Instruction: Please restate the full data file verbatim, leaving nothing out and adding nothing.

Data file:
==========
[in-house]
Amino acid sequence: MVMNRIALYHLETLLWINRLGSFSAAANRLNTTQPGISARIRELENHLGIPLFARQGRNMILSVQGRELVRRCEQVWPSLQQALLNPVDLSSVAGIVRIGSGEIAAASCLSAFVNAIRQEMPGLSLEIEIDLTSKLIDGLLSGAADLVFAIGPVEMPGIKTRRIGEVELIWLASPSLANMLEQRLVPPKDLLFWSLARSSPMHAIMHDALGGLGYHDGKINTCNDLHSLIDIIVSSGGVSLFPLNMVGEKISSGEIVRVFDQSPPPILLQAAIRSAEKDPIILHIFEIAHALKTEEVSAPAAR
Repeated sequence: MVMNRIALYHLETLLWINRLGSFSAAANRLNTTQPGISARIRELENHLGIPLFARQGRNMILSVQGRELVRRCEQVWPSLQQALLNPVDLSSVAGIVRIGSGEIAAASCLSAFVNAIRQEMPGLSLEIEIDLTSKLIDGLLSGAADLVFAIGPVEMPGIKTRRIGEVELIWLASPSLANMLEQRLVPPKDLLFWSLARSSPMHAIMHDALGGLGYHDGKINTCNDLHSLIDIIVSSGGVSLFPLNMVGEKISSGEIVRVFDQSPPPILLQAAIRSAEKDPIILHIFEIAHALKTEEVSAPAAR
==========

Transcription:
[in-house]
Amino acid sequence: MVMNRIALYHLETLLWINRLGSFSAAANRLNTTQPGISARIRELENHLGIPLFARQGRNMILSVQGRELVRRCEQVWPSLQQALLNPVDLSSVAGIVRIGSGEIAAASCLSAFVNAIRQEMPGLSLEIEIDLTSKLIDGLLSGAADLVFAIGPVEMPGIKTRRIGEVELIWLASPSLANMLEQRLVPPKDLLFWSLARSSPMHAIMHDALGGLGYHDGKINTCNDLHSLIDIIVSSGGVSLFPLNMVGEKISSGEIVRVFDQSPPPILLQAAIRSAEKDPIILHIFEIAHALKTEEVSAPAAR
Repeated sequence: MVMNRIALYHLETLLWINRLGSFSAAANRLNTTQPGISARIRELENHLGIPLFARQGRNMILSVQGRELVRRCEQVWPSLQQALLNPVDLSSVAGIVRIGSGEIAAASCLSAFVNAIRQEMPGLSLEIEIDLTSKLIDGLLSGAADLVFAIGPVEMPGIKTRRIGEVELIWLASPSLANMLEQRLVPPKDLLFWSLARSSPMHAIMHDALGGLGYHDGKINTCNDLHSLIDIIVSSGGVSLFPLNMVGEKISSGEIVRVFDQSPPPILLQAAIRSAEKDPIILHIFEIAHALKTEEVSAPAAR